It was an original precursor of the Daily Planet and was later retconned as its own publishing company in modern comics. Then, in Spring 1940 (Action #23), without any in-story explanation, the newspaper suddenly was referred to as the Daily Planet, an especially amusing development for Kent and Lane, who were abroad and in the midst of a multi-issue storyline when their place of employment changed names (the alteration had been made earlier in the newspaper comic strip, with Nov 13, 1939's #259).
When Superman first appeared in comics (specifically 1938's Action Comics #1), his alter ego Clark Kent worked for a newspaper named the Daily Star, under editor George Taylor.

Superman (Earth-Two)

Kal-LSupermanGolden Age Superman
In his secret identity as Clark Kent, Superman also enjoyed success at the Daily Star, of which he was appointed editor-in-chief in the 1950s, replacing George Taylor.

Fiction

fictionalRealistic fictionfictitious
The Daily Star is a fictional broadsheet newspaper that appeared in Superman stories published by DC Comics.

Broadsheet

broadsheet formatbroadsheet newspaperbroadsheets
The Daily Star is a fictional broadsheet newspaper that appeared in Superman stories published by DC Comics.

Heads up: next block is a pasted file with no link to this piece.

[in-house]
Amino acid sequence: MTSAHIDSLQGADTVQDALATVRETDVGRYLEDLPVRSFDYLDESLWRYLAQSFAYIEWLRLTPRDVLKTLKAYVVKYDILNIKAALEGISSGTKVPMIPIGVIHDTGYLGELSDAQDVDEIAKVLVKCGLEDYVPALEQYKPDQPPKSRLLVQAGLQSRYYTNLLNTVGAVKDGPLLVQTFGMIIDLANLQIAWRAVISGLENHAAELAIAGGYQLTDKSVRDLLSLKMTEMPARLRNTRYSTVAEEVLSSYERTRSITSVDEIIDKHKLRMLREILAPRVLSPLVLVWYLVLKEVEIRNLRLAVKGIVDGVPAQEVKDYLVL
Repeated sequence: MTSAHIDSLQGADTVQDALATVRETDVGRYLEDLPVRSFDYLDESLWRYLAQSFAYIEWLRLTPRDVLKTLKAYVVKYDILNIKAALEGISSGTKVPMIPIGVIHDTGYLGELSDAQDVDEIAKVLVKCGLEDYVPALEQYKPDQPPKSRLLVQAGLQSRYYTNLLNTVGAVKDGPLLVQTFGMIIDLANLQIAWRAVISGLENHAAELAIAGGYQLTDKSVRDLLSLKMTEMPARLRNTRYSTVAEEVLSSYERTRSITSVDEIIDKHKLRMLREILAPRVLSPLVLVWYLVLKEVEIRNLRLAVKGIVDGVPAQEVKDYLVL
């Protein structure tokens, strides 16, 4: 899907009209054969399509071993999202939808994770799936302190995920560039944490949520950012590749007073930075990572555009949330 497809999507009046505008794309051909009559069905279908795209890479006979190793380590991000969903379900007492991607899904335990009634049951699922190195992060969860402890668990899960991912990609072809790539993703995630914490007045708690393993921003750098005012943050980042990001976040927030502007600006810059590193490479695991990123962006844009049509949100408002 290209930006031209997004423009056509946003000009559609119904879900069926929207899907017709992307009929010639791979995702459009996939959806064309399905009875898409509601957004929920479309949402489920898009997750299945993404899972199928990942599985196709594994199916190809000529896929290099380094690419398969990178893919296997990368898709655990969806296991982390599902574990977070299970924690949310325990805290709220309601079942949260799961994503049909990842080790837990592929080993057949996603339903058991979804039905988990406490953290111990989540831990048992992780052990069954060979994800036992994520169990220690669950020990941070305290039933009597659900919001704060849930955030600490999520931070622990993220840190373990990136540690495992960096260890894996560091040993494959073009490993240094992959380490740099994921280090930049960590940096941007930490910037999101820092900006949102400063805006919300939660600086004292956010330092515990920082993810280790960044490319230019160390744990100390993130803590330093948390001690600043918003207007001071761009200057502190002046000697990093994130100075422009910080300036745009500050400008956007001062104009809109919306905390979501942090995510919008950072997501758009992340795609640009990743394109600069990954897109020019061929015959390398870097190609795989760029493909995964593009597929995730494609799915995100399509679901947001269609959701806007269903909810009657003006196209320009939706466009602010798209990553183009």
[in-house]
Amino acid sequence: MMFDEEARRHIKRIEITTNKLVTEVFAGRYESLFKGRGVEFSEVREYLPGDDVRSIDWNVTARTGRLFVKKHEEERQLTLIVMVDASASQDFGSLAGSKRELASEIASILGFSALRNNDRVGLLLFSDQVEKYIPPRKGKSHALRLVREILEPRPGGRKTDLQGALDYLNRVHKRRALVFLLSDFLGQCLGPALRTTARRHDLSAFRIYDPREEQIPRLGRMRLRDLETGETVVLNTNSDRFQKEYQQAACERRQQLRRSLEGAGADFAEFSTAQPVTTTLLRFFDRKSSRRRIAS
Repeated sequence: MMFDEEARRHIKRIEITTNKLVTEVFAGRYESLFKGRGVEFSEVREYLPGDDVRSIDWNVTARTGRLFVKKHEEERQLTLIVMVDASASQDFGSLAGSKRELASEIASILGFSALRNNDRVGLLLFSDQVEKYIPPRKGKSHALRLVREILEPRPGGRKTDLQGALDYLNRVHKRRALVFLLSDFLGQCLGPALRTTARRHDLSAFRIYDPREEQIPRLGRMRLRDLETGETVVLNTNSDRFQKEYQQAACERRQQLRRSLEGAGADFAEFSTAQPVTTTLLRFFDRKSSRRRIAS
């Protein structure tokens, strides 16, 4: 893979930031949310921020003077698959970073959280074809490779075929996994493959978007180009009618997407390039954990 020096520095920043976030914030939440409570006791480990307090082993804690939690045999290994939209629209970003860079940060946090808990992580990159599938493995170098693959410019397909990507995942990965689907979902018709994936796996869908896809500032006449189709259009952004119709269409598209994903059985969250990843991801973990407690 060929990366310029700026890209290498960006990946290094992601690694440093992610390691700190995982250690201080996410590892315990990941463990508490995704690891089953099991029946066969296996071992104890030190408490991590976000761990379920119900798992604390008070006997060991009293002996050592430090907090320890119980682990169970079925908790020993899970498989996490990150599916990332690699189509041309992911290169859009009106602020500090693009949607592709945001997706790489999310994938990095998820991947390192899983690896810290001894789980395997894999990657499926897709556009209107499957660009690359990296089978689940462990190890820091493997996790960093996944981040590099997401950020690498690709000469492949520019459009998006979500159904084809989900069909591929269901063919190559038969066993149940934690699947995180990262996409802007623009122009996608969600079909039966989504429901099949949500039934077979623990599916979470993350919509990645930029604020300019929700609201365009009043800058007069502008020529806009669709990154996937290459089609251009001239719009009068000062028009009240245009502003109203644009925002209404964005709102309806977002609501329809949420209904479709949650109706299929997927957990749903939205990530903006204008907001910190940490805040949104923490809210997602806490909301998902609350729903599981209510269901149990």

Newspaper

daily newspapernewspapersdaily
The Daily Star is a fictional broadsheet newspaper that appeared in Superman stories published by DC Comics.

Superman

Kal-ElClark Kent / SupermanClark Kent
The Daily Star is a fictional broadsheet newspaper that appeared in Superman stories published by DC Comics.

DC Comics

DCDC EntertainmentDC Comic
The Daily Star is a fictional broadsheet newspaper that appeared in Superman stories published by DC Comics.

Clark Kent

ClarkClarc Kent-son/the Super-Manalter ego
The Daily Star was based in Metropolis and employed Clark Kent, Lois Lane, and Jimmy Olsen; its chief editor is George Taylor both in the Golden Age stories and The New 52 relaunch comics. When Superman first appeared in comics, in June 1938's Action Comics #1, his alter ego, Clark Kent, worked for the "large metropolitan daily" newspaper (Action #7, Dec 1938) the Daily Star under editor George Taylor (Superman #2, Fall 1939).